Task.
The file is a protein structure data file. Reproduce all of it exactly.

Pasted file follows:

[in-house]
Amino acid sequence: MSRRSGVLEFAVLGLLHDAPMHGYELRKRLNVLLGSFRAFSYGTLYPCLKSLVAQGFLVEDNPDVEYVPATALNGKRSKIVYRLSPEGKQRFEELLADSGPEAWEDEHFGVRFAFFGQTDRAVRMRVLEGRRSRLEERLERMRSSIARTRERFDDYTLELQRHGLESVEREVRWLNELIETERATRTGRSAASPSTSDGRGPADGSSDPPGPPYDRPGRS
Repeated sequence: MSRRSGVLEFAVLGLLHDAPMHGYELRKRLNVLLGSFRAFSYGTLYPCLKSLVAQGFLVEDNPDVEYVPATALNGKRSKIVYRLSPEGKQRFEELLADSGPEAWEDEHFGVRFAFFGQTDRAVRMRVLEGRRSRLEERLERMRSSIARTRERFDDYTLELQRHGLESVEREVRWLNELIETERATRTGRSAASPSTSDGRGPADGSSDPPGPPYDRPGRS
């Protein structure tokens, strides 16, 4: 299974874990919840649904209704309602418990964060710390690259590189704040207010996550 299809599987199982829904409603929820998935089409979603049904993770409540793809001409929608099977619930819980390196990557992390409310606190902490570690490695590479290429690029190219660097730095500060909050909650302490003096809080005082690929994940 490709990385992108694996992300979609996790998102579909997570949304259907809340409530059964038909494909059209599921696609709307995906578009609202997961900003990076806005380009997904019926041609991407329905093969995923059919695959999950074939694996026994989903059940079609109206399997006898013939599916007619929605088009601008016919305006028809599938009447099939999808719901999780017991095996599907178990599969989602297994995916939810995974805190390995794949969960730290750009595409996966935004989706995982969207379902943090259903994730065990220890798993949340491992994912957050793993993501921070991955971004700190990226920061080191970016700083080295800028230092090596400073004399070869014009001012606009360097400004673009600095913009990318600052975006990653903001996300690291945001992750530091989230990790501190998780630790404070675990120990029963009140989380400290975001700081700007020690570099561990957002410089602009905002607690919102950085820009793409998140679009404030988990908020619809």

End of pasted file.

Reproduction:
[in-house]
Amino acid sequence: MSRRSGVLEFAVLGLLHDAPMHGYELRKRLNVLLGSFRAFSYGTLYPCLKSLVAQGFLVEDNPDVEYVPATALNGKRSKIVYRLSPEGKQRFEELLADSGPEAWEDEHFGVRFAFFGQTDRAVRMRVLEGRRSRLEERLERMRSSIARTRERFDDYTLELQRHGLESVEREVRWLNELIETERATRTGRSAASPSTSDGRGPADGSSDPPGPPYDRPGRS
Repeated sequence: MSRRSGVLEFAVLGLLHDAPMHGYELRKRLNVLLGSFRAFSYGTLYPCLKSLVAQGFLVEDNPDVEYVPATALNGKRSKIVYRLSPEGKQRFEELLADSGPEAWEDEHFGVRFAFFGQTDRAVRMRVLEGRRSRLEERLERMRSSIARTRERFDDYTLELQRHGLESVEREVRWLNELIETERATRTGRSAASPSTSDGRGPADGSSDPPGPPYDRPGRS
């Protein structure tokens, strides 16, 4: 299974874990919840649904209704309602418990964060710390690259590189704040207010996550 299809599987199982829904409603929820998935089409979603049904993770409540793809001409929608099977619930819980390196990557992390409310606190902490570690490695590479290429690029190219660097730095500060909050909650302490003096809080005082690929994940 490709990385992108694996992300979609996790998102579909997570949304259907809340409530059964038909494909059209599921696609709307995906578009609202997961900003990076806005380009997904019926041609991407329905093969995923059919695959999950074939694996026994989903059940079609109206399997006898013939599916007619929605088009601008016919305006028809599938009447099939999808719901999780017991095996599907178990599969989602297994995916939810995974805190390995794949969960730290750009595409996966935004989706995982969207379902943090259903994730065990220890798993949340491992994912957050793993993501921070991955971004700190990226920061080191970016700083080295800028230092090596400073004399070869014009001012606009360097400004673009600095913009990318600052975006990653903001996300690291945001992750530091989230990790501190998780630790404070675990120990029963009140989380400290975001700081700007020690570099561990957002410089602009905002607690919102950085820009793409998140679009404030988990908020619809």